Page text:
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Keeping Your Balance: LLC return requires partner/member signature

James W. Rahmlow

James W. Rahmlow

Over the years, there has been some confusion as to whose signature is required for the filing of Form 1065 Partnership Tax Return to be valid. In order to clarify this, the IRS chief counsel issued CCA 201425011 to clarify the requirements.

In the situation at hand, the IRS received a Form 1065 from an LLC partly owned by a foreign entity. The foreign entity signed the return on behalf of the partnership. In addressing the case, IRS chief counsel determined that a valid return was not filed and that the statute period for assessment of penalties had not started. The conclusion reached was that either a general partner had to sign the return, or an LLC member manager and the foreign entity was neither.

Who pays the taxes?

Don’t hold me to these figures, but The Washington Post recently investigated the often-quoted claim that the top 1 percent of earners in the U.S. was responsible for paying 80 percent of all taxes. The Post article concluded that the top 1 percent pays around 26 percent of all taxes. I think that clarification of earned and unearned income needs to be factored into this analysis in the interest of completeness.

Applicable federal rates and adjusted AFRs issued for August 2014

In Rev. Rul. 2014-19, the IRS issued its Applicable Federal Rates and adjusted Applicable Federal Rates for the month of August 2014. Below is a summary of those rates.

 

                                                                                   Short          Mid          Long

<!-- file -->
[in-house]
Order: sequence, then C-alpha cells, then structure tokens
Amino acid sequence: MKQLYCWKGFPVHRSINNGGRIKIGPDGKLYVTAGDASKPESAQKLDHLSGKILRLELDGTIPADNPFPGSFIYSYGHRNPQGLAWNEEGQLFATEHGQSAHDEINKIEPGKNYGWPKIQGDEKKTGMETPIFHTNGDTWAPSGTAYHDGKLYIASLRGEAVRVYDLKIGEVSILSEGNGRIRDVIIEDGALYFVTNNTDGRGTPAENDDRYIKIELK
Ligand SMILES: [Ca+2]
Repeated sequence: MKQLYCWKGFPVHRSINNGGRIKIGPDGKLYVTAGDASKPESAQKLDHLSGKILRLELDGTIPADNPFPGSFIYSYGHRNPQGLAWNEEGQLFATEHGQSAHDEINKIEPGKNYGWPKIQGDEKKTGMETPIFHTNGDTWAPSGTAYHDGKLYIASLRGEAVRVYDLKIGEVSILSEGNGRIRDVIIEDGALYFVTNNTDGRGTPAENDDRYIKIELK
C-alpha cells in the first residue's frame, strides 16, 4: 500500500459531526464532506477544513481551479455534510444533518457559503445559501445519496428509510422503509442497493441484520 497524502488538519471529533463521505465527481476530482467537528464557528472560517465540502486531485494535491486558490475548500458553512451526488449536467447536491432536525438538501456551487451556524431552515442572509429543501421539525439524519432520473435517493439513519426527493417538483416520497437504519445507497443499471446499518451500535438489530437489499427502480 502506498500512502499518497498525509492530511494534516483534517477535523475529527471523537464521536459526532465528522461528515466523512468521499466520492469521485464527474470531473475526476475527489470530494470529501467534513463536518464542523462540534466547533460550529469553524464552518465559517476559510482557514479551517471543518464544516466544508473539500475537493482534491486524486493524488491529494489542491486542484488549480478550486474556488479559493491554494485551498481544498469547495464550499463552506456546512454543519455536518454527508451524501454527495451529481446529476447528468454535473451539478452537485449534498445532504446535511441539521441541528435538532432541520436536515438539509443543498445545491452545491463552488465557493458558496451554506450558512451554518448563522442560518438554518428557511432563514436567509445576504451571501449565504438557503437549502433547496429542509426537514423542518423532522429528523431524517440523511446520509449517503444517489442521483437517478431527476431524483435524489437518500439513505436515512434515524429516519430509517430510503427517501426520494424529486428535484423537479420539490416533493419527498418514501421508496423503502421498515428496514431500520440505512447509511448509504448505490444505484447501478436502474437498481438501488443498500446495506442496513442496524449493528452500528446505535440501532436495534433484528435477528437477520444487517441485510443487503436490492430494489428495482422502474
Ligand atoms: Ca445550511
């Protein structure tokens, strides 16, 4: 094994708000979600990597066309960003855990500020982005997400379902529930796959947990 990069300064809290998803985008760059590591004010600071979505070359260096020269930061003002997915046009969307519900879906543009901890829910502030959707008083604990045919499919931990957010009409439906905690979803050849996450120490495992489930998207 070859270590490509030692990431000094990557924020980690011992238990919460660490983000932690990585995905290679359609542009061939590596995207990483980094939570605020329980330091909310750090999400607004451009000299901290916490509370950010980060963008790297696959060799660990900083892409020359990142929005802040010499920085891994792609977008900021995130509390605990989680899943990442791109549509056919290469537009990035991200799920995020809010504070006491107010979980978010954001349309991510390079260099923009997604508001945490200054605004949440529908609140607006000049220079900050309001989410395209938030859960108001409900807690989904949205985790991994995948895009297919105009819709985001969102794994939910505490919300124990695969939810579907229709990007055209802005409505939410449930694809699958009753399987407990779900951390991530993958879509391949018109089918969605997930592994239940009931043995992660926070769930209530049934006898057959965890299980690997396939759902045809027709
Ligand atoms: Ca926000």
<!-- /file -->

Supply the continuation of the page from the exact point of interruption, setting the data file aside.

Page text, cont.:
Term          Term       Term

 

Applicable Federal Rate (monthly)                           0.36%         1.87%      3.05%

 

 

Adjusted AFR (monthly)                                           0.36%          1.38%      3.01%

 

Streamlined application process for small- and mid-size not-for-profits

As previously mentioned in this column, the IRS has issued guidance designed to simplify the tax-exempt application process for small and mid-size organizations seeking Code Sec. 501(c)(3) status. Qualifying organizations, including U.S. organizations with both assets valued at $250,000 or less and annual gross receipts of $50,000 or less may, submit Form 1023-EZ, which is a much less cumbersome version of the 26 page Form 1023.

It is important to note here that not all tax exempt organizations are eligible to use the Form 1023-EZ to apply for exempt status under Code Sec. 501(c)(3). In fact, Rev. Proc. 2014-40 identified 22 categories of organizations that are not eligible. Please go to www.irs.gov for details.

Truncated Taxpayer Identification numbers

Final regulations were issued in July making permanent and expanding the use of truncated taxpayer identification numbers (TTINs). The final regulations generally follow the proposed regs issued in 2013 and allow specified use of TTINs in lieu of a taxpayer’s Social Security number and certain other identifying numbers.

A TTIN prints out only the last four digits of the taxpayer’s identifying number, with asterisks or Xs replacing the first five digits of the number. For example, a Social Security number would be displayed as ***-**-5678. The goal of the process is to provide yet another method to prevent identity theft.

IRS may have issued more than $400M in erroneous payments

TIGTA issued a report that the IRS may have issued $439 million of potentially erroneous tax refunds based upon over 180,000 amended returns. At the present time, amendments may only be made on manually filed Form 1040X. TIGTA recommends filing online to minimize the number of clerical errors.

James W. Rahmlow, CPA, is a partner with Mengel, Metzger, Barr & Co. He can be contacted at jrahmlow@mmb-co.com.

 

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